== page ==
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Table of Contents

                                                                                                1.         Introduction and History

2.        The Mission Statement of easyJet                                        

3.         Competitive Analysis (Porters five competitive forces)                                        

4.        Marketing Mix                                         

5.         SWOT Analysis                         

5.1        Internal Analysis – Strengths and Weaknesses                                

5.2         External Analysis – Opportunities and Threats                                                        

6.         Situational Analysis                                                  

7.         PEST Analysis (Marketing Plan)                                                                          

8.        Conclusion

8.1.        Strategic Issues facing the airline Industry

8.2.        easyJet’s future                          

9.         Appendices                                                                          

1. Introduction and History

A successful example of a European no frills airline is easyJet. Stelios Haji-Ioannou (Greek) founded the company in 1995. It is based on the low-cost, no-frills model of the US carrier Southwest. The concept of easyJet is based on the belief that demands for short-haul air transport is price elastic. That means, if prices for flights are being reduced, more people will fly. Traditionally airline concepts are based on the assumption that airline traffic grows in line with the economy and that cutting prices will only lead to a decrease in revenues. With the introduction of the ‘no-nonsense’ concept to the European market, after its deregulation in 1992, easyJet has proven this theory wrong and goes from strength to strength by actually increasing the size of the market and more recently by taking away passengers from the majors (see www.easyjet.com for passenger figures, financial data and employee statistics). Today, it offers 125 routes from 39 European Airports (see www.easyjet.com for route launch dates), with Luton, Liverpool, Geneva, Amsterdam as base airports and is operating 72 aircrafts (November 2003).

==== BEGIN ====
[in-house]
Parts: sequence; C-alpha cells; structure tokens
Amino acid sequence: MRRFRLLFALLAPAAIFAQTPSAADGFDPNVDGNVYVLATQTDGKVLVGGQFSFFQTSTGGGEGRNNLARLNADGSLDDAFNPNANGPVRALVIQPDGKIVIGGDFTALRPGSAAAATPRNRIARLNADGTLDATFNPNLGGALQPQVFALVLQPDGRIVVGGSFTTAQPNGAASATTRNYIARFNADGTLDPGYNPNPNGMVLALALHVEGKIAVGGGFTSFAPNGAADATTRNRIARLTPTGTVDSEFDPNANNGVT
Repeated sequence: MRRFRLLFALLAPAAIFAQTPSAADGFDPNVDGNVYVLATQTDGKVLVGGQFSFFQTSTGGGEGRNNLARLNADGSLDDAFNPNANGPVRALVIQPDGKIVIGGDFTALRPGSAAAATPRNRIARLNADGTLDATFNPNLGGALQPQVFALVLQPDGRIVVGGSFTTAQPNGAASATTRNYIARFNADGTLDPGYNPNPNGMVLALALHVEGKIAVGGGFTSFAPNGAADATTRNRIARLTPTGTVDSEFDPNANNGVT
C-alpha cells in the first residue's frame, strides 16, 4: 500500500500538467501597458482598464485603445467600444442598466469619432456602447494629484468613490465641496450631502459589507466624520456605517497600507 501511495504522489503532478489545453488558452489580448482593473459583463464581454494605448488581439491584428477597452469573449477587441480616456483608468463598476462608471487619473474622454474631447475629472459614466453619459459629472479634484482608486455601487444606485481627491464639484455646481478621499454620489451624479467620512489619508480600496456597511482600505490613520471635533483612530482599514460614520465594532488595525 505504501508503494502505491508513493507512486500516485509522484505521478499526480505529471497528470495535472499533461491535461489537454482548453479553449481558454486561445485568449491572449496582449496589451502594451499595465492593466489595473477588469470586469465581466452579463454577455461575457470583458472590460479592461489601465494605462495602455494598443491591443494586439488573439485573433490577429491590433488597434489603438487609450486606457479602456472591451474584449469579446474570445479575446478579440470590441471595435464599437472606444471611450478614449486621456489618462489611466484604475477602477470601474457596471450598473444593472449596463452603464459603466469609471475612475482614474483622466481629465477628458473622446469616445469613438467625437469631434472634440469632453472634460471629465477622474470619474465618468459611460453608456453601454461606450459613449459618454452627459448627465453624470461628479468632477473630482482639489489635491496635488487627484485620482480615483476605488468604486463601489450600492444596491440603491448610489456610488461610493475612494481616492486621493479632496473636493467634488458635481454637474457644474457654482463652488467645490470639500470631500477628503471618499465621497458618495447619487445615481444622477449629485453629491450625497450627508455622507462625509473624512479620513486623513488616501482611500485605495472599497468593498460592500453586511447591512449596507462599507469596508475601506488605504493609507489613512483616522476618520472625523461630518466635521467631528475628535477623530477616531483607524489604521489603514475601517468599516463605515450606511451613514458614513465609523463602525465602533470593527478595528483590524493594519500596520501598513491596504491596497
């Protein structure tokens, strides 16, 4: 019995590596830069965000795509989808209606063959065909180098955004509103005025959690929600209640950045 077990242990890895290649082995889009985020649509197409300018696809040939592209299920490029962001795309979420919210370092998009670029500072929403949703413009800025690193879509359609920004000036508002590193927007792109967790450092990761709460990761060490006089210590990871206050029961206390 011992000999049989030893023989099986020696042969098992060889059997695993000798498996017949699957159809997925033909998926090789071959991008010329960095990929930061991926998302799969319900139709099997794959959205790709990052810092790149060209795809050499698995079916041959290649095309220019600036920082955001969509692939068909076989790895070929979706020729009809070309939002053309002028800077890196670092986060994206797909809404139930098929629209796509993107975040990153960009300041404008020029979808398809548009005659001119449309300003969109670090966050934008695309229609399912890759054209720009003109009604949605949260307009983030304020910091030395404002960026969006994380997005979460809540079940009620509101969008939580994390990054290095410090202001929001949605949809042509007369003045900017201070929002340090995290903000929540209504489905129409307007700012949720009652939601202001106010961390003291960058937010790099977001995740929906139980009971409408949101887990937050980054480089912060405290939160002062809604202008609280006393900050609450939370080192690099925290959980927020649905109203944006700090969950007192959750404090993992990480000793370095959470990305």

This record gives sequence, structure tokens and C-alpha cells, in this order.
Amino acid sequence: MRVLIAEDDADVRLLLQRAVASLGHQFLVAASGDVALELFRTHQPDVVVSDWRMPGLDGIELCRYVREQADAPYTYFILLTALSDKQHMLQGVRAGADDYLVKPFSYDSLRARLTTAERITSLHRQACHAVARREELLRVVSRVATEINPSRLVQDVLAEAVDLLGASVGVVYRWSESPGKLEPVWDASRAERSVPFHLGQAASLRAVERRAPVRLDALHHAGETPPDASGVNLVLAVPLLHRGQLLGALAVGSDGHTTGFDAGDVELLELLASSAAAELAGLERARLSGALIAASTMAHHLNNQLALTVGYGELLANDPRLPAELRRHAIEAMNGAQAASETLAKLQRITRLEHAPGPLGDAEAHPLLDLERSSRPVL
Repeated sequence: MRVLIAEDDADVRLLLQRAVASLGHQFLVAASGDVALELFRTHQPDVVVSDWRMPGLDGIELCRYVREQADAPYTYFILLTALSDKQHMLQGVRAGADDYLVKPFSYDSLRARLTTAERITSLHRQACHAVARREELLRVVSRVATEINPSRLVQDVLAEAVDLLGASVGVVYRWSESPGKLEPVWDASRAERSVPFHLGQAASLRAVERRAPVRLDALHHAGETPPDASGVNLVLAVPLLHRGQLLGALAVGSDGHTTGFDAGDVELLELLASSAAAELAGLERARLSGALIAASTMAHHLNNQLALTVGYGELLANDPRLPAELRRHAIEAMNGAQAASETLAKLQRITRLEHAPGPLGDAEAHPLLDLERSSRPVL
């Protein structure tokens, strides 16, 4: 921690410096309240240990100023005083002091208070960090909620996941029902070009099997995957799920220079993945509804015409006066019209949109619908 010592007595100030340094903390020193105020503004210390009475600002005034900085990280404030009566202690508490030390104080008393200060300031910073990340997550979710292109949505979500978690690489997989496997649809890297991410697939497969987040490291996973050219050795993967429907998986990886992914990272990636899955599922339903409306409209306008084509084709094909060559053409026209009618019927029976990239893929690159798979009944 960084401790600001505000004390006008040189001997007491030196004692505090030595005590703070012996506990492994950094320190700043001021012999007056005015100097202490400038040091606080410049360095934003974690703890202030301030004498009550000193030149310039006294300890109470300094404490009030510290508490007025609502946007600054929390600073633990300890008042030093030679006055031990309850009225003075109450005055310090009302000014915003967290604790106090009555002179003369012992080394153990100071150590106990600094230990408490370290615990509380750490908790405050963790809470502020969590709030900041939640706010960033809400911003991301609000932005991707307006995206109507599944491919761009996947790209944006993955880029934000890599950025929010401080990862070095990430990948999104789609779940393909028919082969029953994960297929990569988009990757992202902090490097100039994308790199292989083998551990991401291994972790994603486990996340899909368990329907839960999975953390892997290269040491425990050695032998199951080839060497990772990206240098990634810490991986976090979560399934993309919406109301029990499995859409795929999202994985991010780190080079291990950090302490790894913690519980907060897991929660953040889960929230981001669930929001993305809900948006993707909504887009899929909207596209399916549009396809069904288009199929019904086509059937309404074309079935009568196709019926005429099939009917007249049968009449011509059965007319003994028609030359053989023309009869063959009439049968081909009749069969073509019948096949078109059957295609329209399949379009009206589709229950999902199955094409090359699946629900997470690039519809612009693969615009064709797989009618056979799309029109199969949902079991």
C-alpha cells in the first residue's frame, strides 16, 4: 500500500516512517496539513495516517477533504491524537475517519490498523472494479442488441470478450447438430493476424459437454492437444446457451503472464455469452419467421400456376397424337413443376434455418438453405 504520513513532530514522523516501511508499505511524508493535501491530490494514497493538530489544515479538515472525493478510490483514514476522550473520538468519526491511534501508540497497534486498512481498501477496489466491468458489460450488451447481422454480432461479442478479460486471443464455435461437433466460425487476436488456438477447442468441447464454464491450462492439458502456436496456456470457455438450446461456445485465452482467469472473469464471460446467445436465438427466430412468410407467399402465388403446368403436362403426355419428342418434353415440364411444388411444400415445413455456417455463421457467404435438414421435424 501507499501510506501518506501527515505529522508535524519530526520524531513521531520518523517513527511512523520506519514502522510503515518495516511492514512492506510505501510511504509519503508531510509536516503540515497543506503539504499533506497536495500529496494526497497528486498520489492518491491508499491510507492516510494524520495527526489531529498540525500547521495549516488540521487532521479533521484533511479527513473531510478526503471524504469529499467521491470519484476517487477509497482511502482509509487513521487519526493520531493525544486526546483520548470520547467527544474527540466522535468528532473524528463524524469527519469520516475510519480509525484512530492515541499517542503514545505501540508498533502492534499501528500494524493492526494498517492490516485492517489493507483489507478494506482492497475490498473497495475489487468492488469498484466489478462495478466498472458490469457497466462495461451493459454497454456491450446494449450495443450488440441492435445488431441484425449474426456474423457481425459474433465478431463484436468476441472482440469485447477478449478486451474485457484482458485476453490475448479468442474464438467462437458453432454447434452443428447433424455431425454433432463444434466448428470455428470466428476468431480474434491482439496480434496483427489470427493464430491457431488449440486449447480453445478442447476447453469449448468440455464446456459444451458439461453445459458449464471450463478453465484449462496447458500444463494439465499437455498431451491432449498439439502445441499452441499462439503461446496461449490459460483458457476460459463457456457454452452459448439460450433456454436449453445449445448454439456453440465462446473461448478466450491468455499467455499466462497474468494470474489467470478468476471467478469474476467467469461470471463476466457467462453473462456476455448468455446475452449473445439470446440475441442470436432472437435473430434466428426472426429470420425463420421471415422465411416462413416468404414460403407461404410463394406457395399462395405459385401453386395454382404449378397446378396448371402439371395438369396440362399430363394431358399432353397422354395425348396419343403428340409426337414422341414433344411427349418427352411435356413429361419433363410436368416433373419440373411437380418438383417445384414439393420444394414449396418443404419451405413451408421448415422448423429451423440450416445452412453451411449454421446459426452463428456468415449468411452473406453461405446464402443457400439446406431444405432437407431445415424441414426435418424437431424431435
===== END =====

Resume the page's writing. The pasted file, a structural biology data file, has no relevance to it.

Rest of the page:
November 1995: easyJet starts flights from Luton to Glasgow and Edinburgh with to leased Boeing 737-300 with a capacity of 148 seats at a price of £29 one way. Seats are being sold over telephone reservation system only. In 1996 easyJet takes delivery of its first wholly owned aircraft and goes international with first services to Amsterdam from Luton. One year later easyJet launches its website, easyjet.com which will from 1998 onwards form an integral part of the business concept (and which provides for some 90% of the bookings today). In August 2002 easyJet expands its fleet and routes by acquiring British Airways’ low-cost subsidiary Go. In October 2002 the airline signs a deal to purchase 120 Airbus, which will facilitate the airline’s ongoing growth strategy. Up until now, one of the cornerstones of the easyJet’s low-cost model has been to operate a single aircraft type fleet – which so far has been the Boeing 737 series – because uniformity means efficiencies in training, maintenance and operating costs. However, easyJet’s new deal with Airbus is being viewed by the company as ”stunning” as the additional costs, which incur through the new type of aircraft are “far outweighed by the financial benefits of this deal”.